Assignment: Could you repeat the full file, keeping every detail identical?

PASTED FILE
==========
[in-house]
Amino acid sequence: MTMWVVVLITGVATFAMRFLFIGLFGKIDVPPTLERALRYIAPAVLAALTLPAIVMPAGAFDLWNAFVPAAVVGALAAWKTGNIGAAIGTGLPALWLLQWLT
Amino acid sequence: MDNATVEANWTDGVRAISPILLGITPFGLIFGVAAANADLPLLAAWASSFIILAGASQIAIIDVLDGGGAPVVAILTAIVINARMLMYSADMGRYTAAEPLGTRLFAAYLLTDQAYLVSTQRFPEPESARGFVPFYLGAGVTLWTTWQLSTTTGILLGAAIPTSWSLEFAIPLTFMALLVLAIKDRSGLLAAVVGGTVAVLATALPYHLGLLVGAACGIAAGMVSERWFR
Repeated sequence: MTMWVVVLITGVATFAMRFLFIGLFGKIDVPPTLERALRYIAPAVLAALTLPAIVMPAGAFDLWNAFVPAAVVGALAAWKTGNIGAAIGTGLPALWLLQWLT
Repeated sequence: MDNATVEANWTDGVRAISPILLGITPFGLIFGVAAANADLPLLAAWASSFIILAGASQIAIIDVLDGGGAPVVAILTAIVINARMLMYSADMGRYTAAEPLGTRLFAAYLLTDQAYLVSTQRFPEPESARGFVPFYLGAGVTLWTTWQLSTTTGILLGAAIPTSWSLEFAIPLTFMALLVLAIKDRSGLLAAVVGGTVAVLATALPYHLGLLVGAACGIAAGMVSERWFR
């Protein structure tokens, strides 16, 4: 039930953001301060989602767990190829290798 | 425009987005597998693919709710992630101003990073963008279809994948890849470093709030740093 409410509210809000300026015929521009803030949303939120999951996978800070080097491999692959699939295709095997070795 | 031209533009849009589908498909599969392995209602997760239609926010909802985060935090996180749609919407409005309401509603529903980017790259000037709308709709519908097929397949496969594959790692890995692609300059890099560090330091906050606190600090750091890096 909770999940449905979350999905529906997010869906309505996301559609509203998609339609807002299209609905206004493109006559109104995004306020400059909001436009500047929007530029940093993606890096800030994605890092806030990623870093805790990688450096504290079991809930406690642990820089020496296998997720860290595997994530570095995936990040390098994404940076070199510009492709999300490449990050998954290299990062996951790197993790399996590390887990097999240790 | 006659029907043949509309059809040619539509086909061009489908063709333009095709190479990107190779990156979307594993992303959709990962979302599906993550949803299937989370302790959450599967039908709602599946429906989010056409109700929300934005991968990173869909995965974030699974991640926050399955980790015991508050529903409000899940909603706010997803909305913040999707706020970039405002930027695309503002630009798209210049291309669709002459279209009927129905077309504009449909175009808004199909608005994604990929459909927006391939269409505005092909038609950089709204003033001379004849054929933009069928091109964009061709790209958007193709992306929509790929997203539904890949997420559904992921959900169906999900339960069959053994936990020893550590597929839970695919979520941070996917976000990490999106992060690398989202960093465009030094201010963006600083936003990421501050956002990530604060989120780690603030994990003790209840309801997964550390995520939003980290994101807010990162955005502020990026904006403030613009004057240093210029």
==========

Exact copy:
[in-house]
Amino acid sequence: MTMWVVVLITGVATFAMRFLFIGLFGKIDVPPTLERALRYIAPAVLAALTLPAIVMPAGAFDLWNAFVPAAVVGALAAWKTGNIGAAIGTGLPALWLLQWLT
Amino acid sequence: MDNATVEANWTDGVRAISPILLGITPFGLIFGVAAANADLPLLAAWASSFIILAGASQIAIIDVLDGGGAPVVAILTAIVINARMLMYSADMGRYTAAEPLGTRLFAAYLLTDQAYLVSTQRFPEPESARGFVPFYLGAGVTLWTTWQLSTTTGILLGAAIPTSWSLEFAIPLTFMALLVLAIKDRSGLLAAVVGGTVAVLATALPYHLGLLVGAACGIAAGMVSERWFR
Repeated sequence: MTMWVVVLITGVATFAMRFLFIGLFGKIDVPPTLERALRYIAPAVLAALTLPAIVMPAGAFDLWNAFVPAAVVGALAAWKTGNIGAAIGTGLPALWLLQWLT
Repeated sequence: MDNATVEANWTDGVRAISPILLGITPFGLIFGVAAANADLPLLAAWASSFIILAGASQIAIIDVLDGGGAPVVAILTAIVINARMLMYSADMGRYTAAEPLGTRLFAAYLLTDQAYLVSTQRFPEPESARGFVPFYLGAGVTLWTTWQLSTTTGILLGAAIPTSWSLEFAIPLTFMALLVLAIKDRSGLLAAVVGGTVAVLATALPYHLGLLVGAACGIAAGMVSERWFR
């Protein structure tokens, strides 16, 4: 039930953001301060989602767990190829290798 | 425009987005597998693919709710992630101003990073963008279809994948890849470093709030740093 409410509210809000300026015929521009803030949303939120999951996978800070080097491999692959699939295709095997070795 | 031209533009849009589908498909599969392995209602997760239609926010909802985060935090996180749609919407409005309401509603529903980017790259000037709308709709519908097929397949496969594959790692890995692609300059890099560090330091906050606190600090750091890096 909770999940449905979350999905529906997010869906309505996301559609509203998609339609807002299209609905206004493109006559109104995004306020400059909001436009500047929007530029940093993606890096800030994605890092806030990623870093805790990688450096504290079991809930406690642990820089020496296998997720860290595997994530570095995936990040390098994404940076070199510009492709999300490449990050998954290299990062996951790197993790399996590390887990097999240790 | 006659029907043949509309059809040619539509086909061009489908063709333009095709190479990107190779990156979307594993992303959709990962979302599906993550949803299937989370302790959450599967039908709602599946429906989010056409109700929300934005991968990173869909995965974030699974991640926050399955980790015991508050529903409000899940909603706010997803909305913040999707706020970039405002930027695309503002630009798209210049291309669709002459279209009927129905077309504009449909175009808004199909608005994604990929459909927006391939269409505005092909038609950089709204003033001379004849054929933009069928091109964009061709790209958007193709992306929509790929997203539904890949997420559904992921959900169906999900339960069959053994936990020893550590597929839970695919979520941070996917976000990490999106992060690398989202960093465009030094201010963006600083936003990421501050956002990530604060989120780690603030994990003790209840309801997964550390995520939003980290994101807010990162955005502020990026904006403030613009004057240093210029």